Editor’s Note: Julian Zelizer, a CNN political analyst, is a professor of history and public affairs at Princeton University, and author of the forthcoming book, “Burning Down the House: Newt Gingrich, the Fall of a Speaker, and the Rise of the New Republican Party.” The views expressed in this commentary belong to the author. View more opinion at CNN.
It’s time for the House Democrats to make a decision about impeachment.
Congress returns from summer recess this coming week, and the House Judiciary Committee is getting ready to vote on a resolution officially defining the scope of its investigation into President Trump, multiple sources told CNN. The committee has already publicly announced it is considering moving towards impeachment.
The precise language of the resolution is still being debated. The purpose of taking this step would be to officially grant the Judiciary Committee the authority that it needs to conduct a full investigation and determine whether to vote on articles of impeachment. The language, for example, could allow committee staff counsels to question witnesses, which is not typically done in congressional hearings, and spell out how committee members can review classified grand jury material in closed-door sessions.
The vote marks a crossroads for House Democrats. Since the release of the Mueller report in April, Democrats have taken a middle-of-the-road approach. Speaker Nancy Pelosi is reluctant to move forward on impeachment, fearing a political backlash as legislators from swing districts are looking to project a moderate image to hold on to their seats in 2020. Nadler, on the other hand, has been more forceful both in public statements and in court filings, saying that the impeachment inquiry has already begun.
If House Democrats are going to undertake the impeachment process, they must do so with full resolve. To go about it the same way the special counsel’s office quietly conducted most of its work behind the scenes would be a huge mistake.
Televised hearings would allow the public to see key members of the administration answer tough questions about their actions, as well as those of the President. Committee members could help connect any dots between key issues such as Trump’s relationship to foreign governments like Russia or Saudi Arabia, the Trump Organization’s financial interests, and any evidence of obstruction of justice during the Mueller probe.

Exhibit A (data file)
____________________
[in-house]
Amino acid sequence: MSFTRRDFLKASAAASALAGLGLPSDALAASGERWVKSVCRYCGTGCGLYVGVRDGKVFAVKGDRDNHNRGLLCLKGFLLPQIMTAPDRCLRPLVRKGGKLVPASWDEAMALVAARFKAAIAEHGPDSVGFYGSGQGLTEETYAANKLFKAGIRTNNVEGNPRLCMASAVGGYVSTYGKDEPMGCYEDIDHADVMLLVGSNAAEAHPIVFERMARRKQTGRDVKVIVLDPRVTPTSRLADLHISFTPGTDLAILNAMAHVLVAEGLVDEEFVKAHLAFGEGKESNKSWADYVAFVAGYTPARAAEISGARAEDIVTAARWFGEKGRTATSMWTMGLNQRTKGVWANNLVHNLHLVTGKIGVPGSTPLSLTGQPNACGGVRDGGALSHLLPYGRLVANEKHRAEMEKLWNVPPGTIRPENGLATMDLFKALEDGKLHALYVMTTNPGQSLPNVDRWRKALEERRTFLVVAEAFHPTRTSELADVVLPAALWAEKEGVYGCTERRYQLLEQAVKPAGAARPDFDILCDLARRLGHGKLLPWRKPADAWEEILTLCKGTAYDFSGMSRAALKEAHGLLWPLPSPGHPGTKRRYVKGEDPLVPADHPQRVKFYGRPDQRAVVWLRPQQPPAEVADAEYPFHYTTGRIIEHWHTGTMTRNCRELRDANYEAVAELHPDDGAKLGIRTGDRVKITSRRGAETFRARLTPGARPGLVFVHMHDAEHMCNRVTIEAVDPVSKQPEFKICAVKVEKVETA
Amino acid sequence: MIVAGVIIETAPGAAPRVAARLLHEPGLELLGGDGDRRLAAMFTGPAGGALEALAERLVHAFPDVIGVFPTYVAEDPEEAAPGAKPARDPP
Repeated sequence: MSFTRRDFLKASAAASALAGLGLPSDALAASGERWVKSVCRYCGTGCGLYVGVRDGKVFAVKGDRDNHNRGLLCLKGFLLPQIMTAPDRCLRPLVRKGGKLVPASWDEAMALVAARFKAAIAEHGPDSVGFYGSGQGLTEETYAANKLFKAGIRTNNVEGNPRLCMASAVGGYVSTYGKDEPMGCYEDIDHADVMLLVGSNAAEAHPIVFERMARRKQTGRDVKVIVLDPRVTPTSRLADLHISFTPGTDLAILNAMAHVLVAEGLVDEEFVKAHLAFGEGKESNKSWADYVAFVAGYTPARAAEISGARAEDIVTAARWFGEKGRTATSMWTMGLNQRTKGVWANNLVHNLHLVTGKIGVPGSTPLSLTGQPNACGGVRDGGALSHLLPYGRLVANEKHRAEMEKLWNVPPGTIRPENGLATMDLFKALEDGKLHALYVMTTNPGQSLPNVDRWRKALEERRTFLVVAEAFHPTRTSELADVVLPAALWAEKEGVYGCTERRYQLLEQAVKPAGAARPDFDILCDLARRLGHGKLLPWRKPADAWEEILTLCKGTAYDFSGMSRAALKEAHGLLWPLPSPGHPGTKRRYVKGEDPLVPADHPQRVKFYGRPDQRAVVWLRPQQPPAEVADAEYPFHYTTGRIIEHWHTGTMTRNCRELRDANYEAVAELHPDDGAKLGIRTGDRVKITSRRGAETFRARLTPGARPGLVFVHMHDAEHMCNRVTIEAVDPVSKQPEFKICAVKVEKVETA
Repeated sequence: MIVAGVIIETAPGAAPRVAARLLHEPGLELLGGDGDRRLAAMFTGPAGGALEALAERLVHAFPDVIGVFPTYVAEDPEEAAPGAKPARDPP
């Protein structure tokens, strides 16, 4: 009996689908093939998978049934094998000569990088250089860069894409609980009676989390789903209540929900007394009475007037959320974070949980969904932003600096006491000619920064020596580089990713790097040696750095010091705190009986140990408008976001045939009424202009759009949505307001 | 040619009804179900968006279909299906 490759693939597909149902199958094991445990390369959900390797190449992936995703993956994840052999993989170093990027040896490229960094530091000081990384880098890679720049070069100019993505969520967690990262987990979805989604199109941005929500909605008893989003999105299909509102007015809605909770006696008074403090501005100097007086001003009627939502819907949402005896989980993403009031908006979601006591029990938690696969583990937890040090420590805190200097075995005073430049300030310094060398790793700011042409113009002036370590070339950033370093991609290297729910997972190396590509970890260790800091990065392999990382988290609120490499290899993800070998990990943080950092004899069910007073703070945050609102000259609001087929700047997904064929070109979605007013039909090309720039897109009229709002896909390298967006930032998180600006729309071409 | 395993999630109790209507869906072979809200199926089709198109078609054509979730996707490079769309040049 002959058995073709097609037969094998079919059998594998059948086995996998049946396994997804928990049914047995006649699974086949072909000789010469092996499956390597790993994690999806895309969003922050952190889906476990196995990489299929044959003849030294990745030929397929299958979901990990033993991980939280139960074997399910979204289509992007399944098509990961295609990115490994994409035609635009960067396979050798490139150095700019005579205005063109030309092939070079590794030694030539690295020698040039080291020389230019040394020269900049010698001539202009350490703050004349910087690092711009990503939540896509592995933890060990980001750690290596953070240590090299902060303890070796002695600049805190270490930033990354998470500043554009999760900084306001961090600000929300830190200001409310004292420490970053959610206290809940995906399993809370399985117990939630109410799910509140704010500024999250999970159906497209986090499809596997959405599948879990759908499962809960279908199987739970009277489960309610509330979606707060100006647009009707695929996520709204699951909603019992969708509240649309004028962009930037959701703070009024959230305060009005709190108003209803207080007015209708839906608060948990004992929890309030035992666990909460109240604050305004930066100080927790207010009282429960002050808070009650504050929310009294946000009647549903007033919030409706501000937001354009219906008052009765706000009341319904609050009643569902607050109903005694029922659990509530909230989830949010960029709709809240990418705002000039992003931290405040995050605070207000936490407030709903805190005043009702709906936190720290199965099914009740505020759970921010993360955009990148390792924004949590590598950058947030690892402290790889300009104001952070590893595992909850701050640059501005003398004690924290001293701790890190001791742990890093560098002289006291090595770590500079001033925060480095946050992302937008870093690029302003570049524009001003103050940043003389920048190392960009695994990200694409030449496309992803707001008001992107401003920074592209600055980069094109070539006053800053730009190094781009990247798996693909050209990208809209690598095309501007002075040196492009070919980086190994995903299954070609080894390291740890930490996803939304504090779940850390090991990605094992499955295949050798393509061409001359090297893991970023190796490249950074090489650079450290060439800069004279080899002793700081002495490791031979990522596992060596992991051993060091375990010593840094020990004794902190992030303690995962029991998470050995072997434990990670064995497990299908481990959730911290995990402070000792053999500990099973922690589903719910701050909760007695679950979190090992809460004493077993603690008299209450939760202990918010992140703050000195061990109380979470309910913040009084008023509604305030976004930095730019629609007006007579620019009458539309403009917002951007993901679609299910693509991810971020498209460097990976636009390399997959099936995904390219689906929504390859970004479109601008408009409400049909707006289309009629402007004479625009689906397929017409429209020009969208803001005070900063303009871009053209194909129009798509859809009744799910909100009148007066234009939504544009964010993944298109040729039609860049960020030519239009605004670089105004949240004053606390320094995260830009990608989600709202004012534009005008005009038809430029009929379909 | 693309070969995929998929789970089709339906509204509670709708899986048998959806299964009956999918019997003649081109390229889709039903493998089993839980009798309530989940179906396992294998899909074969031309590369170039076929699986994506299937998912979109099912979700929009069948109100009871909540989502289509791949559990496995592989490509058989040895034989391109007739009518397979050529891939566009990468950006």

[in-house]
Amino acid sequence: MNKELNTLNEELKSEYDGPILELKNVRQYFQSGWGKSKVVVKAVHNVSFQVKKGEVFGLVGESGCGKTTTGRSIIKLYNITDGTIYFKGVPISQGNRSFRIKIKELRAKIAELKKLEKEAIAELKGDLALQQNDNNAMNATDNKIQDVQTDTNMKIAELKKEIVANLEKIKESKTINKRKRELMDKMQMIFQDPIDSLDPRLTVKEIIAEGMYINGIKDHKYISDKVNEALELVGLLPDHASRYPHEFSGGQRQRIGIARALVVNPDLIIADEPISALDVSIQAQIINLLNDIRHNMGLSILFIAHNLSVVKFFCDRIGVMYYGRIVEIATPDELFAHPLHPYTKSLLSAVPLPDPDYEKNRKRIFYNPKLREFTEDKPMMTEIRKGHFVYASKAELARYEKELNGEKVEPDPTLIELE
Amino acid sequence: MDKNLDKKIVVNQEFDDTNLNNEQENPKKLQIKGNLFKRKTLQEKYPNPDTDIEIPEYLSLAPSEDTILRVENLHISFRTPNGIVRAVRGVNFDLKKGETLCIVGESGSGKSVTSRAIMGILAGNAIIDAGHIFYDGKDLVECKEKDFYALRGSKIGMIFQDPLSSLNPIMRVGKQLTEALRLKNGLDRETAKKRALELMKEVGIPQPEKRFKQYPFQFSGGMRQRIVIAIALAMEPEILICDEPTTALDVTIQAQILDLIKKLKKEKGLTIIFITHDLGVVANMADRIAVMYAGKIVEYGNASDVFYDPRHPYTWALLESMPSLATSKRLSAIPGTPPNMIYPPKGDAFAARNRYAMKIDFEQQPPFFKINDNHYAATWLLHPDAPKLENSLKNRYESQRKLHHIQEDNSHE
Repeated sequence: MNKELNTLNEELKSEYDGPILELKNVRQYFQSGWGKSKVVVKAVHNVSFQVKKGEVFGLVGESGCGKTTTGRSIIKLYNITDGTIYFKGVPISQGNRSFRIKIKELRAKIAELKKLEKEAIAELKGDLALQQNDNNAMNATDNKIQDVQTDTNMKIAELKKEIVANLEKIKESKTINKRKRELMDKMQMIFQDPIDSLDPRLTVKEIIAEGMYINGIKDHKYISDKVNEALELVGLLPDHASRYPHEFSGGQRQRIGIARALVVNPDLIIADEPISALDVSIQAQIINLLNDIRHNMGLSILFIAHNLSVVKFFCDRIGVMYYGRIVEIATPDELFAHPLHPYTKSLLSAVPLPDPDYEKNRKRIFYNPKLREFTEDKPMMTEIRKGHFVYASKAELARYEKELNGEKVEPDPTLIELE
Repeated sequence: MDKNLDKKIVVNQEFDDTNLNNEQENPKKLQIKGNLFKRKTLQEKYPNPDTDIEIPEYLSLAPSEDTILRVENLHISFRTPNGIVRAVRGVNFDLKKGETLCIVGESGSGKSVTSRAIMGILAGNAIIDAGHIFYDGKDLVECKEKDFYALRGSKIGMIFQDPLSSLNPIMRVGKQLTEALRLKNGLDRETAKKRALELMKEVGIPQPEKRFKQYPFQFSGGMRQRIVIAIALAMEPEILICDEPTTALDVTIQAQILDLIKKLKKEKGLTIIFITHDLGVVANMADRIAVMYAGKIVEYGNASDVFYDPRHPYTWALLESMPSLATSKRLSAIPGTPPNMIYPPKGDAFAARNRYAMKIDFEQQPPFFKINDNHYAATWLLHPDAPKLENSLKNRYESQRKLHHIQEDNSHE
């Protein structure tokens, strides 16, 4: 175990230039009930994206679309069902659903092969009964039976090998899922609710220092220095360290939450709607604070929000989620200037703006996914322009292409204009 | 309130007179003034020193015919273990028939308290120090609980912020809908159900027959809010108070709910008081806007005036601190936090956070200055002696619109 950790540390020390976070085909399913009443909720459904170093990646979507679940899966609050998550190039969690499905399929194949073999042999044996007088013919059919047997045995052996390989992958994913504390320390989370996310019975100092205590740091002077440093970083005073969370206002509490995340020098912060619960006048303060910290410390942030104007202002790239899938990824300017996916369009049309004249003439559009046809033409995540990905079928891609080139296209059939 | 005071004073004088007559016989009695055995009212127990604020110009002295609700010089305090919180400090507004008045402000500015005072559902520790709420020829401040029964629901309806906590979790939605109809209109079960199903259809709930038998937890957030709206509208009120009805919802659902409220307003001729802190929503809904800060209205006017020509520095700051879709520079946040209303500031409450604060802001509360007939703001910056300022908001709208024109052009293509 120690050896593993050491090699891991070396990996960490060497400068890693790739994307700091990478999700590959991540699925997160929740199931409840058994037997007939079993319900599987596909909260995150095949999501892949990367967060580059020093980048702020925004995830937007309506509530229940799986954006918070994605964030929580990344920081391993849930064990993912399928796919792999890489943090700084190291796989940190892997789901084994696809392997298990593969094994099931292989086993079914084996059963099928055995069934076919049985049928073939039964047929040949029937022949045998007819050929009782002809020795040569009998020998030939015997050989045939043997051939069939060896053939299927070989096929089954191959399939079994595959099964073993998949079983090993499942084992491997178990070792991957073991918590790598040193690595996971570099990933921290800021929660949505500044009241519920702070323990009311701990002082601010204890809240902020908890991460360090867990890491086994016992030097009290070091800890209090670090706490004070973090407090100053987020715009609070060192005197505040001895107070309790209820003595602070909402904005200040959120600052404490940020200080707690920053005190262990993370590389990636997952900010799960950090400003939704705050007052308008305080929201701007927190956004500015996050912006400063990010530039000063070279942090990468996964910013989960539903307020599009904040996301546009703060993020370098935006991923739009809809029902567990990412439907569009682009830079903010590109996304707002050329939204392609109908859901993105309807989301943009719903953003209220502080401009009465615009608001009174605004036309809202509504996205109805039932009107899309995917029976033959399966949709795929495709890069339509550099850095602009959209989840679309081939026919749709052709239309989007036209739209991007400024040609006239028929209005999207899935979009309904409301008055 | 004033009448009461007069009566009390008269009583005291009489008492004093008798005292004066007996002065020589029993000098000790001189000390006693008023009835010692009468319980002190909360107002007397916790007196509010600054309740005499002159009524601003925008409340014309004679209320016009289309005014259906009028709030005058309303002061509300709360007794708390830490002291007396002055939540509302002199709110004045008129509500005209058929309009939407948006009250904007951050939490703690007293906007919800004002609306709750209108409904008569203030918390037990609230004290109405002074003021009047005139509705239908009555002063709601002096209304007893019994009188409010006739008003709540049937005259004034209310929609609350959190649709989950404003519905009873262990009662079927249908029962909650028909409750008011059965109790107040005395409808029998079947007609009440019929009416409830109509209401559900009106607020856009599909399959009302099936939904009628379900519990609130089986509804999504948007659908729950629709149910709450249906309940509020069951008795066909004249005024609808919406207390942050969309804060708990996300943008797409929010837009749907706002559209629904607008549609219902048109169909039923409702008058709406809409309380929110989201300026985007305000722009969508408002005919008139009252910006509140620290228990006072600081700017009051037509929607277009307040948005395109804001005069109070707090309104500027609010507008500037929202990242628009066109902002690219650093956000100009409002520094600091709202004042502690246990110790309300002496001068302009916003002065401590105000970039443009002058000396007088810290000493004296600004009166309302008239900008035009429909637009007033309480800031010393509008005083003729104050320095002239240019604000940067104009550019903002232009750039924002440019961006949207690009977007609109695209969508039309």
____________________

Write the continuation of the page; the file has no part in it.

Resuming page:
The entire point of an impeachment inquiry is for the House to investigate what the President has or has not done with his power. Even if the Senate does not vote to impeach Trump, the House could lay out a case, so voters have a clearer sense of the choices before them in 2020. A vote on articles of impeachment would force House and Senate Republicans to go on the record and show whether they are willing to tolerate the President’s behavior.
The most effective impeachment process in American history took place with the Senate Watergate Committee in 1973 and the House Judiciary Committee in 1974. Those investigations into President Richard Nixon worked well because Democratic leaders went all in and worked hard to educate the public about how the president had abused his power.
The investigations, which were centralized within single committees and televised, were the top priority for Democrats. Legislators didn’t wait to act until they had a “smoking gun” in hand. They used the process to find out what those smoking guns were. The famous White House recordings were discovered during the 1973 televised hearings, and transcripts later revealed President Nixon’s instructions to stop the investigation.
By the time the House Judiciary Committee voted on articles of impeachment in July 1974, the public had learned a great deal about what the Nixon administration had done wrong. Instead of allowing the President to use his bully pulpit to drive the narrative, Congress played an active role in uncovering key information and shaping public opinion.
The worst-case scenario in 2019 would be for House Democrats to complete their investigations outside the public eye and continue waffling about what they are doing. This approach would prevent them from driving a public conversation about the President’s misuse of power. That public opinion is what will ultimately force both parties to go on the record with where they stand.
The middle way on impeachment would give Republicans the fodder they need to argue that their opponents are politically motivated. The investigation process as it is will only continue to sow confusion, rather than turn the public’s attention to the actual substance of any potential wrongdoing.
If House Democrats are not prepared to launch a full-throated impeachment process and commit to devoting a substantial amount of their energy to determine whether the President should be impeached, then they should simply move on and focus on their issue agenda instead.
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The middle ground doesn’t help the public and it certainly doesn’t help the party. It simply allows a frustrating period in US history to drag on without any meaningful action and enables the President to continue swinging for the fences without congressional restraint.